The annual procession of 'shitbox' cars worth less than $1000 will be making its way through Katherine later this year.
The rally is part of the Cancer Council's biggest independent fundraiser, and teams are set and getting ready to take on the barren outback in October
James Freeman, founder of the Shitbox Rally, has set a goal of raising $2 million for cancer research and support, with overall funds since the rallies began in 2009 reaching $22 million.
Mr Freeman lost both of his parents to cancer in 2010.
"Mum's cancer started off as bowel cancer whilst Dad's was located in the prostate and then later spread to the bones," he said.
"My younger brother Ben and I nursed them both through several rounds of treatment up until the last stages of their lives.
"Mum died before Dad and so when Dad died, I guess I was a little lost. I needed to find something, a project, an adventure, and whatever it was, it had to be big and it had to excite me. Really, it had to bring the life and fun back.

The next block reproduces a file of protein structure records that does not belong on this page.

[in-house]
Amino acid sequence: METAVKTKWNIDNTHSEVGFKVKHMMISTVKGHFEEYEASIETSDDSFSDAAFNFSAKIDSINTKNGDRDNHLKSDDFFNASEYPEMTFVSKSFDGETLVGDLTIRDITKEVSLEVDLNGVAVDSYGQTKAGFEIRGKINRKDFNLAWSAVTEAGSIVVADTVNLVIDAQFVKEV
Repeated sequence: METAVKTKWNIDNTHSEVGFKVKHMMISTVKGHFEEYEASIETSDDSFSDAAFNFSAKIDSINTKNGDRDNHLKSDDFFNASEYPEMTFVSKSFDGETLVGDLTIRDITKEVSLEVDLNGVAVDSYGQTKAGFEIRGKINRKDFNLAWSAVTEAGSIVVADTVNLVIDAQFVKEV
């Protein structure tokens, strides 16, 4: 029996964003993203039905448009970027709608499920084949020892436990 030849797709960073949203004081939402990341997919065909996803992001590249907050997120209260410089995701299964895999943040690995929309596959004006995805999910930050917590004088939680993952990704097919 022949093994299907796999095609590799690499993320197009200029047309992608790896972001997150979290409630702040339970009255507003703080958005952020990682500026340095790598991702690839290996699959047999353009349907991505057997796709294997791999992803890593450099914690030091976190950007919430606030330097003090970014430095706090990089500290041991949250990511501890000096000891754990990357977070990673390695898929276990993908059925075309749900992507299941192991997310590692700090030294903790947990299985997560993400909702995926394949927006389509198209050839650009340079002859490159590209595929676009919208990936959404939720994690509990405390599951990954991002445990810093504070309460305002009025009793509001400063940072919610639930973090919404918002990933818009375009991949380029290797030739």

He said he came up with the concept of the Shitbox Rally as a fundraising event for the Cancer Council, challenging teams to raise money driving "rust bucket" cars through some of the roughest roads in Australia.
"The rally brings together people from all over the country and overseas who want an adventure, a challenge and crave something different, something life changing but most importantly, it's for those who want to raise much needed money for charity."
A convoy of 275 cars will leave Mackay in QLD on October 10, 2020.
Teams of two will take on seven days of driving across 3,500kms of dusty, dirty, mostly unsealed roads with six stopovers in remote locations, including Mataranka on October 15, and Katherine on October 16.
This year, 550 people affected by cancer in one way or another will be participating and raising awareness as they make their way to the finish line in Darwin on October 16.
"Most people take part because they have been impacted by cancer either directly or indirectly and are moved to make a difference in a way that appeals directly to them," Mr Freeman said.
"Before the first rally I couldn't even say "Mum" or "Dad"; I couldn't look at photographs of them.
"The rally was the first time that I could actually talk about them, and it was incredibly hard but it was great because I love them so much and I want to be able to talk about them. I like to think the rally helps others heal too."
While you're with us, you can now receive updates straight to your inbox each Friday at 6am from the Katherine Times. To make sure you're up to date with all the news, sign up here.